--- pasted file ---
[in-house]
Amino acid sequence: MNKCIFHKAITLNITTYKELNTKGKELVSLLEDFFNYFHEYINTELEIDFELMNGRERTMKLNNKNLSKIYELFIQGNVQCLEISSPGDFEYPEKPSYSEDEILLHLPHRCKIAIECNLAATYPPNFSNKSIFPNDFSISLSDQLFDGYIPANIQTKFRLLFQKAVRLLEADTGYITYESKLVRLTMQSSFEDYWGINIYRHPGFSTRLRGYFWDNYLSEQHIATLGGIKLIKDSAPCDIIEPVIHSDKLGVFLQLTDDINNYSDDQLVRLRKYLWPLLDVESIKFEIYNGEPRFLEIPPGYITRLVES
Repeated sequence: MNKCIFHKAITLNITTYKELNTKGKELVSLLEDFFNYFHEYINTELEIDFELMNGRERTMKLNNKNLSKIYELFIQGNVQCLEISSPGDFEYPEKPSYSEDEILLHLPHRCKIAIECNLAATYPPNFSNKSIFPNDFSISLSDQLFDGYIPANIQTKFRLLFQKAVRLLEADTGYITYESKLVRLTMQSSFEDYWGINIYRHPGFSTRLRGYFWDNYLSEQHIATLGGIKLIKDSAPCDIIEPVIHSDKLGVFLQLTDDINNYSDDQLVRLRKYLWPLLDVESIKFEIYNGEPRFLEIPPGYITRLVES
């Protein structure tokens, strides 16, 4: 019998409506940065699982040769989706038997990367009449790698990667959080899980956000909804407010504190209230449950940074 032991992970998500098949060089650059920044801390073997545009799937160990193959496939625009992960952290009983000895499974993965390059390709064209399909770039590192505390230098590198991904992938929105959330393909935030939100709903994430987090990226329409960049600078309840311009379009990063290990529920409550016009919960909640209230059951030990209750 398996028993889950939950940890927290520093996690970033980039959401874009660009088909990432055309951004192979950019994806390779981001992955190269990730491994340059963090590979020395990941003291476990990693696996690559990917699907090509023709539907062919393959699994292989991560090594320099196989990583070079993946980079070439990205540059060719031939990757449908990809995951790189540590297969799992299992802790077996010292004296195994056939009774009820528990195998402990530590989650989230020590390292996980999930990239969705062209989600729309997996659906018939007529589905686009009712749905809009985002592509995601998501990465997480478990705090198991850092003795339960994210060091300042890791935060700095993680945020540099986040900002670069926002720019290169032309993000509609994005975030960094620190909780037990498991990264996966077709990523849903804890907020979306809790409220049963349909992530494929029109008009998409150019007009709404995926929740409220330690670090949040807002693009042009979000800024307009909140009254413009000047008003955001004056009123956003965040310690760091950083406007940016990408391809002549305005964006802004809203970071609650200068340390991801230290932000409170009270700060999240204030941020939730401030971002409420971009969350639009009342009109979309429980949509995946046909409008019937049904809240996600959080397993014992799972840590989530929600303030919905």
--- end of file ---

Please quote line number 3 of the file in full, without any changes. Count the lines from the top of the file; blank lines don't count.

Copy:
Repeated sequence: MNKCIFHKAITLNITTYKELNTKGKELVSLLEDFFNYFHEYINTELEIDFELMNGRERTMKLNNKNLSKIYELFIQGNVQCLEISSPGDFEYPEKPSYSEDEILLHLPHRCKIAIECNLAATYPPNFSNKSIFPNDFSISLSDQLFDGYIPANIQTKFRLLFQKAVRLLEADTGYITYESKLVRLTMQSSFEDYWGINIYRHPGFSTRLRGYFWDNYLSEQHIATLGGIKLIKDSAPCDIIEPVIHSDKLGVFLQLTDDINNYSDDQLVRLRKYLWPLLDVESIKFEIYNGEPRFLEIPPGYITRLVES